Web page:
CIARE: Supporting communities in Ethiopia to overcome the negative impact of climate change

  • Countries of Operation: Ethiopia
What are the main aims of the programme?

The programme aims to build the resilience of vulnerable communities to climate extremes and disasters in high risk locations of Ethiopia. These include droughts, floods, extreme temperatures and extreme precipitation.

We will work in a consortium of six partners to:

• improve access to reliable climate information through the use of text messaging and public service announcements on local radio stations;
• maximise key assets such as livestock produce and other sources;
• increase the capacity of local communities to respond to climate threats through training and the development of disaster response plans;
• better understand the specific impact of climate extremes on women and girls in order to plan a sustainable response to each of these challenges.

Why does Ethiopia need this support?

Ethiopia is experiencing increasing trends of climate extremes, coupled with an increase in vulnerability as peoples’ livelihood base is eroded. Access to reliable climate information is not sufficient at present and many local actors urgently require increased capacity to counteract these predicted long term changes.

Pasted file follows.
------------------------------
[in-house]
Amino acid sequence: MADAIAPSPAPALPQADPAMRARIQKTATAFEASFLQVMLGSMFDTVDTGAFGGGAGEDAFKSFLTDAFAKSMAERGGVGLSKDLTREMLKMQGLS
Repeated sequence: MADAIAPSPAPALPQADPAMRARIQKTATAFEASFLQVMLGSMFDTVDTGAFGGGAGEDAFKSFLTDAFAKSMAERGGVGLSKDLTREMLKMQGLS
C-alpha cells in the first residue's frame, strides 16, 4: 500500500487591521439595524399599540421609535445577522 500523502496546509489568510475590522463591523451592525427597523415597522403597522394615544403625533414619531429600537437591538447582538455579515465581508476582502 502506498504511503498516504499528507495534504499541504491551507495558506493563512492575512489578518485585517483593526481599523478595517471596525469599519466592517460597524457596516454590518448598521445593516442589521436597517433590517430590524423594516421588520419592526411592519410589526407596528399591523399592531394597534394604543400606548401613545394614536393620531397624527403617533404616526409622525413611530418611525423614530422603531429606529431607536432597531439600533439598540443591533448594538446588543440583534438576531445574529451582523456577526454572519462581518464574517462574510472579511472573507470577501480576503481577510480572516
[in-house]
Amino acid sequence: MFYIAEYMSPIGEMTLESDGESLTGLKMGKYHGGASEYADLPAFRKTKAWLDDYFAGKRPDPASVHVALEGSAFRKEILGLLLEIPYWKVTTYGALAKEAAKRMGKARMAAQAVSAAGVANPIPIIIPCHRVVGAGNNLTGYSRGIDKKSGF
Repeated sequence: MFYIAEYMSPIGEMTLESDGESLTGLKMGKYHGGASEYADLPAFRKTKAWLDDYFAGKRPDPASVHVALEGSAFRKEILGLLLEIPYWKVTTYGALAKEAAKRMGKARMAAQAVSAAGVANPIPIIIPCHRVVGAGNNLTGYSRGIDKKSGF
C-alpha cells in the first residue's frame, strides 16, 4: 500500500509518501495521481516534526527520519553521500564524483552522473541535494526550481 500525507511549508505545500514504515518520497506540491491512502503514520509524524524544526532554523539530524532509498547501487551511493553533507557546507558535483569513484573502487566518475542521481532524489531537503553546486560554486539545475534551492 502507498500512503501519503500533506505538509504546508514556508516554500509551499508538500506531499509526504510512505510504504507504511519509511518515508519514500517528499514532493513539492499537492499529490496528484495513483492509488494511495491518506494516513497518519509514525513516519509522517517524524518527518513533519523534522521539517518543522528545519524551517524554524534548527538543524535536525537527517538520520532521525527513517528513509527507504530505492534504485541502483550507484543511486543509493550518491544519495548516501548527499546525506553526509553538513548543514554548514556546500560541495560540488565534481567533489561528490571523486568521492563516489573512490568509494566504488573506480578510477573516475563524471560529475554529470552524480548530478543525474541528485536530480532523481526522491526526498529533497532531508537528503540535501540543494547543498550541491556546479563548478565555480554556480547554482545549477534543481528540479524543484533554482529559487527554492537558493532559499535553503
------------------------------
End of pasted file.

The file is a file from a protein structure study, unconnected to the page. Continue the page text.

Barriers to communities responding to climate-related shocks include misconceptions and a lack of knowledge surrounding the causes of problems such as drought; attitudes and social norms among some groups which discourage changes, such as livestock reduction and crop diversification; as well as low levels of resources to respond to these threats.

Across target woredas, or areas, women are often excluded from discussions and decision-making around livelihoods.

 

How does the programme involve local partners and communities?

The programme brings together a wide range of local partners and utilises a mix of participatory methods. For example, we will work with government stakeholders and communities to create reliable climate information which will be used to interpret and respond to climate extremes. We will also work with local service providers such as radio stations to enable the, to produce and disseminate this information.